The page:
Review: Keane’s “Perfect Symmetry”

Oct 17, 2008 1:11pm

Four years ago, when the British band Keane first started making waves, they had a hook.  They had a minimalist approach featuring vocalist Tom Chaplin, pianist Tim Rice-Oxley and drummer Richard Hughes.  It was an approach which worked well for them, spawning a handful of hit singles, including “Somewhere Only We Know.” Two years later, they returned on “Under the Iron Sea.”  On that album, there were hints of sonic expansion into the guitar realm, but the change seemed appropriate.  That album’s lead single, “Is It Any Wonder?” was (and still is) their best quality single to date.  The rest of the disc built well on and expanded the footprint set by their debut.  “Perfect Symmetry” comes unfortunately as an unwelcome shock.  Not only have they fully expanded into full band mode, they’ve brought up the schlock-level as well.  No longer do they sound unique and fresh.  Half the time, they sound like a poor impression of the Killers.  (When I say that, I don’t mean the exciting Killers from “Hot Fuss,” I mean the droned-down, washed-out, awful arena-rock Killers of “Sam’s Town.”)  The other half of the time they sound like U2 imitators. (When I say that, I don’t mean the vital, exciting U2 of “War,” or even “Achtung Baby!” I mean the tired, syrup-soaked balladry of “How to Dismantle an Atomic Bomb.”  Think about something like “City of Blinding Lights.”)   The mighty fall is staggering. It just makes the members of Keane look like lame followers.  How sad it is to know that they are capable of so much more.  The strange change starts right away at the beginning of the opener, “Spiralling.”  Disco “woo-hoos,” and a loud drum mixed with a truly skuzzy guitar-line announce that this really is not the band you remember. It recalls the eighties in the cheesiest of ways.  In 1984, this might have been cool, but not now. It lacks the appropriate amount of winking irony to be taken seriously.  “The Lovers Are Losing” sounds more like the Keane we used to know, but it also sounds like the above-referenced Killers.  Chaplin is doing his best Brandon Flowers impression over a stale, new-wave-ballad backdrop.  It sounds like Keane’s answer to “When You Were Young.”  It’s not bad, necessarily, but it’s not that great, either. “Better Than This” shamefully rips off the warped piano sound of David Bowie’s hit “Ashes to Ashes,” before Chaplin bursts into an overly-dramatic vocal tone.  As he quickly jumps back and forth from a high, annoying yet somehow admittedly impressive falsetto, it brings to mind overwrought bands like the Darkness.  Truly, perhaps the only person in the whole rock era who could get away with such theatrics was Freddie Mercury.  Chaplin is a skilled singer, but he is no Freddie Mercury and Keane is no Queen.  The song recovers slightly from the beating it gets during the verse portion by delivering an enjoyable chorus, but sadly the damage is already done.  The keyboard part that sounds like a mix between a banjo and a harpsichord doesn’t help things.  Neither does the quick “Whoa-hoa-oh” passage. “You Haven’t Told Me Anything” verges on almost being cool with its drum-machines, rusty new-wave guitars and its clever synths.  In truth, this advancement actually works for them. The album’s title-track is next, and it’s a pretty but forgettable piano ballad.  It sounds more like the band’s old sound but something about it sounds generic until some exciting melodic detours.  Once again, however, I’m reminded again of the ghost of the Killers’ “Sam’s Town,” which as a source, should not be imitated. “You Don’t See Me” finds the band in their U2 realm.  Chaplin, sounding exactly like Bono, sings over a hushed backdrop.  Rice-Oxley’s piano tinkers away, as if to bring to mind the great Irish band’s ballad-heavy recent work.  It sounds heavily recycled. “Again and Again” is another tired example of new-wave revivalism.  So many other bands are doing this now.  While it does possess a classic-Keane-style tune, drenching the song in synths and guitars almost drowns it.  There are touches of Duran Duran here.  It’s a comparison I didn’t think I’d ever catch myself making. “Playing Along” again recalls the softer side of U2, but there’s hope here. There are hints of soulfulness and some interestingly atmospheric Brit-pop guitar accents. Overall the song has an appealingly exciting and unpredictable quality.  When the guitars unexpectedly pump up in back of Chaplin and he sings, “I’m going to turn up the volume,” for the first time throughout the album’s duration, I’m right there with him on that sentiment.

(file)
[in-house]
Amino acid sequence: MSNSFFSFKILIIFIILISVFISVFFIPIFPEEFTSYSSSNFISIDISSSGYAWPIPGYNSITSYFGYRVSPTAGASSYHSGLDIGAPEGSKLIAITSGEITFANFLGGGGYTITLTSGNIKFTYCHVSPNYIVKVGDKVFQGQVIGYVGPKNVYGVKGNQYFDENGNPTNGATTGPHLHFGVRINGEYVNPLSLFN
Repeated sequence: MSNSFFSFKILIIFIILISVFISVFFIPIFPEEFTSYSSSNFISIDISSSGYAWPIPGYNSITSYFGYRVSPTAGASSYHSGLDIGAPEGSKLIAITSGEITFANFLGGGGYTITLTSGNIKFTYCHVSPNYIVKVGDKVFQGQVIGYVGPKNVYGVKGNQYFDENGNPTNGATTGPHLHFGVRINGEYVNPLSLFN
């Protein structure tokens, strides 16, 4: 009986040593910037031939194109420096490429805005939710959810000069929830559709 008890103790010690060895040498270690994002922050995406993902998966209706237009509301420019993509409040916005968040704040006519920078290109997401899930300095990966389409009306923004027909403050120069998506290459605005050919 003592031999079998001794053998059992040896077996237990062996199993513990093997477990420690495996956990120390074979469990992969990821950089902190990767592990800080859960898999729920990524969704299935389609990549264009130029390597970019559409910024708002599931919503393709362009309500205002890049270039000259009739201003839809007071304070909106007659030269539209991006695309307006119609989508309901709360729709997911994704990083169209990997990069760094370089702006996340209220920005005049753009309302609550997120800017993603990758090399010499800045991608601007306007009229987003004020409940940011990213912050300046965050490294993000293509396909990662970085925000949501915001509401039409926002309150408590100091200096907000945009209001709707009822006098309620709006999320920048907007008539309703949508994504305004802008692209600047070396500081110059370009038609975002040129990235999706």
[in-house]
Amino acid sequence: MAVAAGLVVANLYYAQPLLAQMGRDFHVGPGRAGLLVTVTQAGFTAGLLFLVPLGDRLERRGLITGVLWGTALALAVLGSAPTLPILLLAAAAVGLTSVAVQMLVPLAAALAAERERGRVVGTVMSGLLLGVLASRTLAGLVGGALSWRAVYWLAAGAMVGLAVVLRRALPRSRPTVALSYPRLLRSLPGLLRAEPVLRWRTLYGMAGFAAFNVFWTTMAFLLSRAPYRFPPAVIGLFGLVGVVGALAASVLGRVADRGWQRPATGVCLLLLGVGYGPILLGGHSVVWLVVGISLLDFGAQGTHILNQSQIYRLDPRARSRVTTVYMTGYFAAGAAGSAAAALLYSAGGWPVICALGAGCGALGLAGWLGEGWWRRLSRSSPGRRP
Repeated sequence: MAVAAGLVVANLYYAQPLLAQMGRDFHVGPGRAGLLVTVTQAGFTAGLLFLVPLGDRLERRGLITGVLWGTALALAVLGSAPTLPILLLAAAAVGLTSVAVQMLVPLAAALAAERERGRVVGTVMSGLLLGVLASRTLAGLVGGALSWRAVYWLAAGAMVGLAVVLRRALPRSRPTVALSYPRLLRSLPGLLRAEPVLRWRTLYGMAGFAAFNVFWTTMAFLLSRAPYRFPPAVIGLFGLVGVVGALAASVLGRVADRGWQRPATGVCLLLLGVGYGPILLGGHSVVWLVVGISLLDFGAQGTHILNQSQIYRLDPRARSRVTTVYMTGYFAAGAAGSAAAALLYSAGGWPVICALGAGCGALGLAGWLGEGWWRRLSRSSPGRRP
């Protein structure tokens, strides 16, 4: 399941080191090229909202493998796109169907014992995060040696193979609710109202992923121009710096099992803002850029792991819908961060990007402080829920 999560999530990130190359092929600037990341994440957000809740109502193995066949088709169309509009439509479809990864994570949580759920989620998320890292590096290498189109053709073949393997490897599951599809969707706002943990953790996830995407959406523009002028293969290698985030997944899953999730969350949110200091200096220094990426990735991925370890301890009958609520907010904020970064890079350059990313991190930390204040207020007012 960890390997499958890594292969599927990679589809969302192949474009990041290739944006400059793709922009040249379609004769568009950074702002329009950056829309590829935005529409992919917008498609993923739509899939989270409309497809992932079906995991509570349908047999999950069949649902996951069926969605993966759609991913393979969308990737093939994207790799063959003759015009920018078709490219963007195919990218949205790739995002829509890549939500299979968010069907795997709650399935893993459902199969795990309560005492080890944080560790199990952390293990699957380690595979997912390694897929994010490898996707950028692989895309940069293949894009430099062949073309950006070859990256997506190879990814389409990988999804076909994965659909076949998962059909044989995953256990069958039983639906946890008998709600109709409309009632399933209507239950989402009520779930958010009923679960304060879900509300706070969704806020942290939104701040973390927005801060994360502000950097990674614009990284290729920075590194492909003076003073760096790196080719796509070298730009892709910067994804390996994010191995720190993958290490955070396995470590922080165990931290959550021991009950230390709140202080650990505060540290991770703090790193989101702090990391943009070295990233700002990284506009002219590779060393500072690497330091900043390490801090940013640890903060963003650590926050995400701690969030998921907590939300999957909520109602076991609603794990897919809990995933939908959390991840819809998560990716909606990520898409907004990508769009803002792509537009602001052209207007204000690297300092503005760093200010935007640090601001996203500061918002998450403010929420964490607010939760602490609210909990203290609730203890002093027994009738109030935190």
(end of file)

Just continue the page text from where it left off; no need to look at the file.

“Pretend That You’re Alone” finds Chaplin singing about the monkey-human connection and ridding ourselves of society-imposed restrictions over a bouncy, piano-infused beat.  It too is surprisingly appealing, but it’s vaguely reminiscent of the band James and James would’ve done it better.  (If you want proof, give a listen to their latest album, “Hey Ma.”) Chaplin just has a very Tim Booth-ian sense in his delivery here.  “Black Burning Heart” swells up amidst a layer of fading-in synths.  Again, when the new-wave style beat comes in, Chaplin sounds more like Bono than ever.  In a swelling, pop-driven track, he sings like he knows this is a hit.  Yes, it is anthemic, but there’s something easily hollow about it too.  A spoken French interlude is just an odd side-trip.  At the same time, it is possible that this track could please fans of the band’s older work,  “Love is the End” closes the album with a beat reminiscent of a cocktail-jazz waltz.  The track’s minimalism is refreshing.  So much of the album is soaked in layers and layers of instrumentation that this seemingly bare moment is surprisingly revolutionary!  Chaplin is actually allowed to shine a vocalist the way he should. The whole album should’ve been like this song.  Finally, at last, when it’s just about to end, we get rewarded with something perfect.  “Perfect Symmetry” is also available in a double disc deluxe edition. The bonus disc contains all 11 songs in their initial demo form.  This makes for an interesting listen because you get to hear how the songs evolved.  Sometimes a key has changed or an instrumental part is missing.  Sometimes, these bare, early renderings are better in their stripped down state.  This is not as great an album as it could’ve been, so by packaging the demos along with the finished product, the band is at times almost giving the listeners a site map as to where things all went wrong.  In a way, that makes the deluxe edition the essential version of the album.  As an album, “Perfect Symmetry” is very back-loaded.  Its weakest tracks are right up front, spanning most of the album.  If you listen long enough there are small rewards, thus making the album’s title surprisingly ironic.  This record is anything but perfect or symmetrical.  Perhaps on their fourth album, Keane’s ultimate vision will be better and more boldly executed.  In the meantime, this record for the most part is sadly disappointing.